Ah, fall. The leaves are turning, the mercury is dipping, and the mission to pack on that winter insulation returns—it’s time to eat. We’ve surveyed the openings across America to decide where we’d most enjoy dining through the end of the year and we’ve found a bevy of options, from Ukrainian fare in Chicago, to a vibe-y French spot in Los Angeles, to a haute 12-seat Korean tasting counter tucked inside a New York City Subway station. Here are our 11 most anticipated restaurant openings of the fall.
An homage to his Ukrainian grandmother, Anelya, James Beard Award-winning chef Johnny Clark and his wife and fellow chef Beverly Kim are opening a new restaurant in the space that formerly housed their tasting-menu spot Wherewithall. Russia’s invasion of Ukraine sparked Clark’s desire to dig deeper into the culture he was brought up in, expressing it through dishes like varenyky (dumplings similar to pierogi), and borscht with game bird and smoked pears.
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Zoe Tong, Austin
Continuing that trend of half the people you know wanting to move to Austin, chef Simone Tong of the hit New York City restaurant Silver Apricot has relocated to Texas’s capitol and will open her modern Chinese restaurant there. She’s starting the new venture with her husband Matthew Hyland, the chef behind pizzerias Emily and Emmy Squared. Expect a melding of cultures where Austin influences Tong’s cooking: Think Cantonese roast duck served with a flour tortilla and scallion pancake hybrid like its fajita night.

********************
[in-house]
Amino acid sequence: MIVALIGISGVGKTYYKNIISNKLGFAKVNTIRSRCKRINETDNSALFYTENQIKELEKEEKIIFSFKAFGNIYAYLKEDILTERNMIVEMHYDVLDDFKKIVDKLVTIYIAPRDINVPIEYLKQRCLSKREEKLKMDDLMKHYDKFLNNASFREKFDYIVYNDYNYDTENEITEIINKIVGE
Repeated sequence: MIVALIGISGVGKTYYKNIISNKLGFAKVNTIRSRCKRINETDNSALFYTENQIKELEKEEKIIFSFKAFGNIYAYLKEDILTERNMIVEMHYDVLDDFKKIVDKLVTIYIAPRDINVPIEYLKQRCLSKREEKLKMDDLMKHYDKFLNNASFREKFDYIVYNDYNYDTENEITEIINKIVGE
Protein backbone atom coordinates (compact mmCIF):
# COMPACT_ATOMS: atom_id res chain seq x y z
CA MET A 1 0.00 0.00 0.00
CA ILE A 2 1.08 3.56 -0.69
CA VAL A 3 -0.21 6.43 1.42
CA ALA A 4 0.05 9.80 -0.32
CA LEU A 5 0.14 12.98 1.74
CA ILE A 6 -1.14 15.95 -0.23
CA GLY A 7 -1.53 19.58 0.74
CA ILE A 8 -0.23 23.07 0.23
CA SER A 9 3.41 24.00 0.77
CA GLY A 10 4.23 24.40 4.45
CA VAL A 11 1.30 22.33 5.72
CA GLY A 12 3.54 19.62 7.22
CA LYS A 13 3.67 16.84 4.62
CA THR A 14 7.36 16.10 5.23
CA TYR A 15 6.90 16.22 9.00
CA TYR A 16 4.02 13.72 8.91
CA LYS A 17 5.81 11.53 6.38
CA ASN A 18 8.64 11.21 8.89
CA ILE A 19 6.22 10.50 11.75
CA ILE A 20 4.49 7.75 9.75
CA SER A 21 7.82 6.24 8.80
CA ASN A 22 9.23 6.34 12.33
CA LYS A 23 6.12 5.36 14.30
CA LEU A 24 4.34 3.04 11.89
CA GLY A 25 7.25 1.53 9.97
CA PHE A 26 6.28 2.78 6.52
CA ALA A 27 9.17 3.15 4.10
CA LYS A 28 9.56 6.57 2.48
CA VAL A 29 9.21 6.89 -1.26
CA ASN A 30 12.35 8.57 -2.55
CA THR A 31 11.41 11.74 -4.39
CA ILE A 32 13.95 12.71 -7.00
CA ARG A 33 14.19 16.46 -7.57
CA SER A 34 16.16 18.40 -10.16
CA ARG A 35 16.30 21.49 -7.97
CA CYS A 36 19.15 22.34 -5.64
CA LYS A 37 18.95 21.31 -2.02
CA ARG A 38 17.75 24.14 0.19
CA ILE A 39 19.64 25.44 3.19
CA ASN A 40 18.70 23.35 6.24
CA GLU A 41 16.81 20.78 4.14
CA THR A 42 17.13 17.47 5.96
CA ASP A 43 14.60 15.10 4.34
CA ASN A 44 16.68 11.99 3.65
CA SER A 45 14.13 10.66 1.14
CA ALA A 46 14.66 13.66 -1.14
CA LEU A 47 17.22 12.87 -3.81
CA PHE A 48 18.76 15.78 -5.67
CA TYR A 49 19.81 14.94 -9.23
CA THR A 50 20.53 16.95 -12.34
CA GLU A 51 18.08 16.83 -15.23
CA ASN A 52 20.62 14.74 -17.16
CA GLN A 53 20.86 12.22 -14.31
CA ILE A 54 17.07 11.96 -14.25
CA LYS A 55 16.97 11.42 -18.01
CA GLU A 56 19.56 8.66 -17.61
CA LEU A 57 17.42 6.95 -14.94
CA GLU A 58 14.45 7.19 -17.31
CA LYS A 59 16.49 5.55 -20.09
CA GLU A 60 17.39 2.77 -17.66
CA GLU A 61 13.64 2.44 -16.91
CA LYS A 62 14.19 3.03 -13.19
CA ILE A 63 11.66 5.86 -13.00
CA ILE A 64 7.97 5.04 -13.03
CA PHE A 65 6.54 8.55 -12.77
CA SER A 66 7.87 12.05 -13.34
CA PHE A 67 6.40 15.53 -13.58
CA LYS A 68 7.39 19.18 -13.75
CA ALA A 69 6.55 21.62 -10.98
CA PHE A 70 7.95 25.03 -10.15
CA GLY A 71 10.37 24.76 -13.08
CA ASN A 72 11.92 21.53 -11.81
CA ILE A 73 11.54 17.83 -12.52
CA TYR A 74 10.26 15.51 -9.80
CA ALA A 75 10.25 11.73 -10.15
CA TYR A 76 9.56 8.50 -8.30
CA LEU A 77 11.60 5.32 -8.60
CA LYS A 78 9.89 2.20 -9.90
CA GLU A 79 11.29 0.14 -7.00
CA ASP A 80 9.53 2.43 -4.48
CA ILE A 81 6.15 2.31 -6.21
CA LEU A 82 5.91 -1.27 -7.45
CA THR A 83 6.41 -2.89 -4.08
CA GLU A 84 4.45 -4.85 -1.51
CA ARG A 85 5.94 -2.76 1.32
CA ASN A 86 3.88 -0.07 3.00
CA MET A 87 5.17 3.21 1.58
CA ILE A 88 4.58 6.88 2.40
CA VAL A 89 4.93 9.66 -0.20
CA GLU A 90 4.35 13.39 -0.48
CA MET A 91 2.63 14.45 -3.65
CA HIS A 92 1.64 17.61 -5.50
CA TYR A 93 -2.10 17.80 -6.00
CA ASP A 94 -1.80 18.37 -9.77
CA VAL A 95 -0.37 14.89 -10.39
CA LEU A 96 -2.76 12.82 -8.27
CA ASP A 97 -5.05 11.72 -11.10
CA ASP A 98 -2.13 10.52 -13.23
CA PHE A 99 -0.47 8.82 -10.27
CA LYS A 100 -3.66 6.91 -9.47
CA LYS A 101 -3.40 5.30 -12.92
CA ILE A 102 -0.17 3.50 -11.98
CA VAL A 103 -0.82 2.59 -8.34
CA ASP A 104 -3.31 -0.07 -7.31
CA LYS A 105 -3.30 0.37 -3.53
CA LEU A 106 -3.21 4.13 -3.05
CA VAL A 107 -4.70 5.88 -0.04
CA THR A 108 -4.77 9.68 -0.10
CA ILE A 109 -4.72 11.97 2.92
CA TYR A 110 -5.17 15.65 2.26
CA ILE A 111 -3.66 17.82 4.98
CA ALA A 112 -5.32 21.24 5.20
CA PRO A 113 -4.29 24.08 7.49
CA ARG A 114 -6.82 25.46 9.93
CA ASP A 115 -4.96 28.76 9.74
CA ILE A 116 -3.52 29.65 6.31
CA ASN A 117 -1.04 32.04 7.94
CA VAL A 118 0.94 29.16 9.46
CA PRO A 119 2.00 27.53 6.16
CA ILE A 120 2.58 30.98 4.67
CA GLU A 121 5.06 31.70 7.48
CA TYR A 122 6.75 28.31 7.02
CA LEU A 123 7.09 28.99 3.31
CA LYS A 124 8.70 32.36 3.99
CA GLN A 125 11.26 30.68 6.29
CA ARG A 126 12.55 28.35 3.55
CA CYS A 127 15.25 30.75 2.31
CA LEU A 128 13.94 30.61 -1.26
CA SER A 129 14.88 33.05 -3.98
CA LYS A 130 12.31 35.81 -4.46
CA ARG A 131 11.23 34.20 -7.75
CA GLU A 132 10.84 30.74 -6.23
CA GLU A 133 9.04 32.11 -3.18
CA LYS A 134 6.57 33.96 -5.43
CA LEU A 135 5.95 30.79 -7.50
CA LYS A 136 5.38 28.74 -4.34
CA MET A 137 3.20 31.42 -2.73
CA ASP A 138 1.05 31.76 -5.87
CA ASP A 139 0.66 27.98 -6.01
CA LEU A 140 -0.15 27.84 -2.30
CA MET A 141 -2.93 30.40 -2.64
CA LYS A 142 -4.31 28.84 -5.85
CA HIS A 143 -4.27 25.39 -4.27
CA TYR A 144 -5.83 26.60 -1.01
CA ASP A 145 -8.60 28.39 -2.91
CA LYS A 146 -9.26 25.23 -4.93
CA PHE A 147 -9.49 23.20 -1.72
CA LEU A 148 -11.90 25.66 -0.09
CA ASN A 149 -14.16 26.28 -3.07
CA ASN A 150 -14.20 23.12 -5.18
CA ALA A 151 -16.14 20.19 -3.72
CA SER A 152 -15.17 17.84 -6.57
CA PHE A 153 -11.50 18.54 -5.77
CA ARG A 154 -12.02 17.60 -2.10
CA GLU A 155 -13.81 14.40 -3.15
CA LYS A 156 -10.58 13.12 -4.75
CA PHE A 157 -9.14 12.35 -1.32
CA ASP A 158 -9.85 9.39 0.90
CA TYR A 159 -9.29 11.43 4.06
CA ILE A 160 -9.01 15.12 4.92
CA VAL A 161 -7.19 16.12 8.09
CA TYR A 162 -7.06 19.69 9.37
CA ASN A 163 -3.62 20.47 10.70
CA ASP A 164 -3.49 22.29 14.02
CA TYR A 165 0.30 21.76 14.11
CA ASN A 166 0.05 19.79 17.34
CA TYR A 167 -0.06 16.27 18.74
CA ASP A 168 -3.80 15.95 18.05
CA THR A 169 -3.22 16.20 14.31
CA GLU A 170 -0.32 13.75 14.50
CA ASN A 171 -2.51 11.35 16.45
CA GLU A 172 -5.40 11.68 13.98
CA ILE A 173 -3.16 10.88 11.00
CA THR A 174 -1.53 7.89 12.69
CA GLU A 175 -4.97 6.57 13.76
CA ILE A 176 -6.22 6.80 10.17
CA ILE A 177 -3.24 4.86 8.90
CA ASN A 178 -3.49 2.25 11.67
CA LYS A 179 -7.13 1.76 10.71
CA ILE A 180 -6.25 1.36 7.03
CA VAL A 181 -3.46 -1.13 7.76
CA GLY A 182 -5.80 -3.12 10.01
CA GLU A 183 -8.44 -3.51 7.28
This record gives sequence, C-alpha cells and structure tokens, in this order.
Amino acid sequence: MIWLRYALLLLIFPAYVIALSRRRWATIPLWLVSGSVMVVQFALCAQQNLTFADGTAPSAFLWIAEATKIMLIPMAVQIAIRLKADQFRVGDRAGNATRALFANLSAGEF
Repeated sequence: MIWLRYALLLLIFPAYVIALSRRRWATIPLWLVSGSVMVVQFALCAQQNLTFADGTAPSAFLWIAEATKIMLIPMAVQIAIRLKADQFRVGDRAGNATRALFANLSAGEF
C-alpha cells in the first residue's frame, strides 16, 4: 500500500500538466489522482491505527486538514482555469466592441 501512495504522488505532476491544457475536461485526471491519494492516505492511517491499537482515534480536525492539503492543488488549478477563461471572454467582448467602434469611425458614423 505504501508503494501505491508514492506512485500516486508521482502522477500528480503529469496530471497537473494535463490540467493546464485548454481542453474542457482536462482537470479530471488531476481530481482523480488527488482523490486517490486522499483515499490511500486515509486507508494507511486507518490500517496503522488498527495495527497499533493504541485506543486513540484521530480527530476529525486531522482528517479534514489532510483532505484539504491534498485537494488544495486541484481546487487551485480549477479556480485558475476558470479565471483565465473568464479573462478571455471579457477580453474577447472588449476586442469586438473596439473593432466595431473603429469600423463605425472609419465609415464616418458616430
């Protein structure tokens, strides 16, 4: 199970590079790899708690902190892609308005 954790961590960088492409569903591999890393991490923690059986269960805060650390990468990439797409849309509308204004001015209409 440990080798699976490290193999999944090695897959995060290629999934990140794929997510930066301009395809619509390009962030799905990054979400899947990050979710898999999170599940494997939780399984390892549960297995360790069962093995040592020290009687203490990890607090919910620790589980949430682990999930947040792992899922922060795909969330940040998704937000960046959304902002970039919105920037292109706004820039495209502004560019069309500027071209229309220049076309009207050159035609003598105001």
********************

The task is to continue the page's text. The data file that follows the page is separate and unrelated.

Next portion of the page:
Naks, New York City
There seems to be no stopping the duo of Roni Mazumdar and Chintan Pandya, the leaders behind Unapologetic Foods. They’ve opened multiple hit restaurants in New York City the least few years, including Dhamaka and Semma. Their newest project won’t focus on Indian fare, but will celebrate Filipino cuisine, led by chef-partner Eric Valdez. The restaurant will be divided into two parts, where one side will serve regional dishes a la carte and then the other will have a tasting menu.
John Manion has created one of Chicago’s best steakhouses at El Che, giving the Windy City a taste or wood-fired Argentine cooking—as well as an education in South American wine. Now he’s moving over to Argentina’s World Cup rival to explore the cuisine of Brazil. The 120-seat restaurant in Chicago’s West Town neighborhood will also be built around live-fire cooking, serving dishes like flame-roasted whole chickens with garlic-chili oil; shrimp and coconut-scented rice; and the Brazilian fish stew, moqueca, filled with mussels.
For nearly a decade and a half, chef Manabu Horiuchi has presided over Kata Robata Sushi and Grill as it has become one of Houston’s premier Japanese restaurants. Like at Kata, chef Hori (as he’s known in Houston) will fly in seafood directly from Japan for the Katami where he intends to offer his take on modern Japanese cooking. And he plans to amp up the luxury at his new location, so diners should expect to see more truffle, foie gras, A5 Wagyu, and a caviar service.
Che Fico Parco Menlo